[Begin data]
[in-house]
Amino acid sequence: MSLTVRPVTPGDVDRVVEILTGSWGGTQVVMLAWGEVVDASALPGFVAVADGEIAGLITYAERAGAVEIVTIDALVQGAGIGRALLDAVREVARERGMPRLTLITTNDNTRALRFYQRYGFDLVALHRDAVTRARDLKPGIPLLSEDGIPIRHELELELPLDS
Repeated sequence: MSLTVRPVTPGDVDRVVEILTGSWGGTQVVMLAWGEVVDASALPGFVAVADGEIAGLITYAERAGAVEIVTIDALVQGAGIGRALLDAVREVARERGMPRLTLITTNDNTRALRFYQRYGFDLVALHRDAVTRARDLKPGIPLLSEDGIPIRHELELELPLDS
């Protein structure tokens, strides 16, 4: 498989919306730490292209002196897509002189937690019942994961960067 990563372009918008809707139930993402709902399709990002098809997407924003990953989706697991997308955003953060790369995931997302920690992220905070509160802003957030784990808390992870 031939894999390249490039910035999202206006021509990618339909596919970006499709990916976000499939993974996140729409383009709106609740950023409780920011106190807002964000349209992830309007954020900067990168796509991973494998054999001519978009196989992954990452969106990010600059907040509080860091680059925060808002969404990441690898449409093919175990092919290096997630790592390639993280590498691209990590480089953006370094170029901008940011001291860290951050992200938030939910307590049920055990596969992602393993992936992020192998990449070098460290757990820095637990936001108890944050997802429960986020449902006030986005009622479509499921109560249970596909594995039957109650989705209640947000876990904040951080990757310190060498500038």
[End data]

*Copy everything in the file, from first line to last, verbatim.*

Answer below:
[in-house]
Amino acid sequence: MSLTVRPVTPGDVDRVVEILTGSWGGTQVVMLAWGEVVDASALPGFVAVADGEIAGLITYAERAGAVEIVTIDALVQGAGIGRALLDAVREVARERGMPRLTLITTNDNTRALRFYQRYGFDLVALHRDAVTRARDLKPGIPLLSEDGIPIRHELELELPLDS
Repeated sequence: MSLTVRPVTPGDVDRVVEILTGSWGGTQVVMLAWGEVVDASALPGFVAVADGEIAGLITYAERAGAVEIVTIDALVQGAGIGRALLDAVREVARERGMPRLTLITTNDNTRALRFYQRYGFDLVALHRDAVTRARDLKPGIPLLSEDGIPIRHELELELPLDS
């Protein structure tokens, strides 16, 4: 498989919306730490292209002196897509002189937690019942994961960067 990563372009918008809707139930993402709902399709990002098809997407924003990953989706697991997308955003953060790369995931997302920690992220905070509160802003957030784990808390992870 031939894999390249490039910035999202206006021509990618339909596919970006499709990916976000499939993974996140729409383009709106609740950023409780920011106190807002964000349209992830309007954020900067990168796509991973494998054999001519978009196989992954990452969106990010600059907040509080860091680059925060808002969404990441690898449409093919175990092919290096997630790592390639993280590498691209990590480089953006370094170029901008940011001291860290951050992200938030939910307590049920055990596969992602393993992936992020192998990449070098460290757990820095637990936001108890944050997802429960986020449902006030986005009622479509499921109560249970596909594995039957109650989705209640947000876990904040951080990757310190060498500038």